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7 frustrating insights about dev market now

nataliefdv profile image Natalie Nelson ・4 min read

I've written recently about the job aggregators. Today I've decided to share some of the insights into my job search process.

Your bets are always accepted

We read a lot of reports about salaries. Endless analytics: developers who use React on average get n-thousands a year, engineers who have excellent soft skills earn 5% more. I am so tired of that!

Isn't it frustrating?

And at the end of the day, one and the only important thing is how you present yourself. Everyone lies, refers to reports and articles «how to sell yourself on the interview».

«Of course, I have experience using this framework!»
«Yes, I studied Python once.»
«I easily communicate with the team.»

We see overheated dev market with companies ready to fight for the one with perfect CV and the greenest Github contribution activity.

The market, where no one knows what he/she is really worth.

Skills are not enough

And so far no artificial intelligence and a cunning test task can evaluate them. When you are coding, many factors influence the way you do that: how the task is set, how you interpreted it, whether you had experience with similar tasks, how quickly you can solve it with your stack, how are you generally familiar with the application architecture. Did you get enough sleep, can you ask someone to help you, is the person next to you annoying, etc. Recruiters try to evaluate all this in an interview or two (three, four): and in the end, they check how cool you have pumped the skill «to pass the interview and not screw up».

What do you think? Do you adequately assess your skills? I am not sure that I do, because >>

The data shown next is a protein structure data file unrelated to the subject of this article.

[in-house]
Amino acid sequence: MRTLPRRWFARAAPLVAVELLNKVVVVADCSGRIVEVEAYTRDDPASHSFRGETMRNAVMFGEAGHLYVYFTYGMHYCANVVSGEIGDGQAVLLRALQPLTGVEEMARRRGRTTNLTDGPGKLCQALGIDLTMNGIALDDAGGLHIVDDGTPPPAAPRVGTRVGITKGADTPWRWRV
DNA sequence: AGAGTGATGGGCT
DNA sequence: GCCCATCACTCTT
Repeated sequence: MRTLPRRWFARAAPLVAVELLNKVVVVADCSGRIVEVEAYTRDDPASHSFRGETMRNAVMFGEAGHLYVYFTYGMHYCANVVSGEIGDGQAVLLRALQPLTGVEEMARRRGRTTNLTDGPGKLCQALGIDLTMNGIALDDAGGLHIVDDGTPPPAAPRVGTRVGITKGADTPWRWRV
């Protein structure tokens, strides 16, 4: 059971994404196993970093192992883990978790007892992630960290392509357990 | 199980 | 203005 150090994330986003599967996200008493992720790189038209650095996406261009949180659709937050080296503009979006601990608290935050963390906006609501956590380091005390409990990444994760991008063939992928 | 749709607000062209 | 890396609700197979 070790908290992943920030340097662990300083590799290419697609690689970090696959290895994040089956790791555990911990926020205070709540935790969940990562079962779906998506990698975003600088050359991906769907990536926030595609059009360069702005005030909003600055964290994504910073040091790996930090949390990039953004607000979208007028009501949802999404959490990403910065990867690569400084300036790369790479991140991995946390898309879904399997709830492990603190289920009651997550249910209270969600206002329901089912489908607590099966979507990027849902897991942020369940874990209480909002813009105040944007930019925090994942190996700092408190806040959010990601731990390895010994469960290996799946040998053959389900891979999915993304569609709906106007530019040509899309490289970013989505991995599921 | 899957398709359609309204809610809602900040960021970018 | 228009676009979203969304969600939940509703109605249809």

The winner is the person without imposter syndrome

If you have impostor syndrome and are constantly trying to assess how and for what «price» you are selling yourself, you most likely broke down on the second point.

Due to all what I've listed below, we see that mostly succeed the people who know how to sell themselves. That may be proof of the great soft and hard skillset, but maybe just great acting.

So, if you feel weird every time you have to ask yourself «Am I really worth it?» — congrats! That means you have a high level of emotional intelligence.

The job description is half empty

Recruiters compile job descriptions. They collect some requirements from the tech lead without asking «Why we need that?».

So sometimes the vacancy is just a mix of the most popular technologies. And somewhere awkwardly attributed: «work experience with at least one of the listed frameworks is required». Why?

So every time you should ask once again: why exactly this skill is required? If Javascript and PHP are listed, then — how PHP is used? If React is mentioned, then why Java / Scala / Python is added?

If I don't have am experience working with this specific framework, is the close one relevant? All these details will help you cut out irrelevant job posts right away.

Recruiters fail. And we do too.

When you look for a job you get through multiple stages from «I am the God» to «I am the piece of sh*t». First, everyone outreaches you, calls you for interviews, and when it comes to it, they disappear. I received “organic” feedback after 7 out of 15 interviews.

I've asked for feedback in the other 8 cases, just 3 recruiters answered me and got back with a detailed answer. Of course, I received formal emails with «It was nice to meet you, we'll stay in touch». I am sure — you've received letters like that too.

But I never hesitate to ask for feedback. Okay, you forgot. It sucks. But it's something I need. So I'll go and ask for it. My example:

I was at your interview /then/ for the position /title/. I really want to get feedback :) Maybe you forgot? I would like to know what went wrong, and what I should pay attention to?

Job aggregators

Forget about comfortable job search process: you can be either annoyed or miserable.

One and an only nice way to look for a job — find the job aggregator that fits your needs. I found Bergamot (here is my comparison). Good filters, enough fresh posts, two types of email subscription.

Do not disappear for a long time

Suppose you burned out and decided to take the leave - cool. But you took it, and then give it back, please, because the risk of losing even very relative and difficult to evaluate skills is very high. The brain quickly gets used to the good - to the fact that you can not waste energy, but vegetate on Youtube. In my experience, 2 months is the best time to stay and rest. If you have such an opportunity now, go ahead.

Well, sometimes look at the job market, this is a very good practice :)

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